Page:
Dr. Gregory Everson
Expect miracles: New drug for hepatitis C may put treatment in the hands of primary care
By: BRUCE JANCIN, Family Practice News Digital Network
ESTES PARK, COLO. – Treatment of hepatitis C infection is likely to shift from gastroenterology and hepatology clinics to primary care physicians’ offices, perhaps as early as next year.
That’s the prediction of Dr. Gregory T. Everson, who cited rapid progress in developing interferon-free treatment regimens as the driving force behind what is anticipated to be a huge change in clinical practice, given that there are an estimated 5 million or more patients with hepatitis C virus (HCV) infection in the United States
Five major pharmaceutical companies are developing oral, interferon-free HCV treatment regimens based upon still-investigational direct-acting antiviral agents (DAAs) that target HCV proteins and their functions. The clinical trials experience to date indicates these DAA-based regimens have substantially higher cure rates, far better tolerability and safety, and a much lower pill burden. Also, they are vastly simpler to administer than are current standard therapies. And all this is being achieved with a 12-week treatment duration instead of the 24 weeks required with standard therapy in 2013, Dr. Everson said at a conference on internal medicine sponsored by the University of Colorado.
"In the past I could say we really had pretty [intolerable] therapy, and it was pretty difficult for patients to take it. Interferon-free therapy is evolving rapidly, and I hope that it will be in primary care physicians’ backyards in the near future. I think this is probably going to be a treatment that you all provide," added Dr. Everson, professor of medicine and director of hepatology at the university.
Indeed, at hepatology clinics around the country, patients with early-stage HCV and their physicians are taking a "wait until next year" attitude toward starting treatment in anticipation that the Food and Drug Administration could approve the first of these new DAAs, sofosbuvir, before the year’s end.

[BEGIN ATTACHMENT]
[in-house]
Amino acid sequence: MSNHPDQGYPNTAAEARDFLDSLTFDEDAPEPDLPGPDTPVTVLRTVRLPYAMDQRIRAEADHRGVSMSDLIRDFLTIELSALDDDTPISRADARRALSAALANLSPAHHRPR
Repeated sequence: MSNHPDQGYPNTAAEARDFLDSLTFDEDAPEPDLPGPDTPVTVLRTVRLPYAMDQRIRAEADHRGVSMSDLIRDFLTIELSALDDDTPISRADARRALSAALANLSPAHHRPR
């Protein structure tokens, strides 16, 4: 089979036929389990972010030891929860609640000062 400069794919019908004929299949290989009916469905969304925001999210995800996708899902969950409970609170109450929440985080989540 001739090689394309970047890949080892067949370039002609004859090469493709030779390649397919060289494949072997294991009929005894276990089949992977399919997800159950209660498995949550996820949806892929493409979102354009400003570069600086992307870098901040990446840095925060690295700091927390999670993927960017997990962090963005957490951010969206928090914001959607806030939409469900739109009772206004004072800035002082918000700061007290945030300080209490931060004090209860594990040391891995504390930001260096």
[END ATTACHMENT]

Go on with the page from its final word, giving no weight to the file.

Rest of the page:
The number of prescriptions for HCV therapy for treatment-naive patients at the University of Colorado clinic has plummeted in 2013 compared with 2012. The only patients starting treatment now are those with advanced HCV liver disease, to halt further disease progression and reduce the risk of developing hepatocellular carcinoma, according to Dr. Everson.
The FDA has granted Gilead Sciences priority review status for sofosbuvir, an oral inhibitor of nucleotide N55b polymerase, with a target decision date in early December. The application for marketing approval is for two indications. One involves sofosbuvir as part of a 12-week, triple-therapy regimen including pegylated interferon and ribavirin in treatment-naive patients with HCV genotypes 1, 4, 5, and 6, based in large part upon the highly favorable results of the phase III NEUTRINO trial (N. Engl. J. Med. 2013;368:1878-87).
The other proposed indication is sofosbuvir in combination with ribavirin as an interferon-free, 12-week regimen in patients with HCV genotypes 2 or 3, based upon the results of the FISSION and POSITRON trials (N. Engl. J. Med. 2013;368:1867-77).
In the NEUTRINO trial, 12 weeks of triple-therapy with sofosbuvir/interferon/ribavirin resulted in a 90% cure rate in patients with HCV genotype 1, which accounts for three-quarters of all HCV infections in the United States. The dropout rate due to side effects was a mere 2%. In contrast, today’s standard therapy, consisting of either of the protease inhibitors telaprevir (Incivek) or boceprevir (Victrelis) combined with pegylated interferon and ribavirin, has a 70%-75% cure rate. And many patients can’t tolerate or are ineligible for interferon.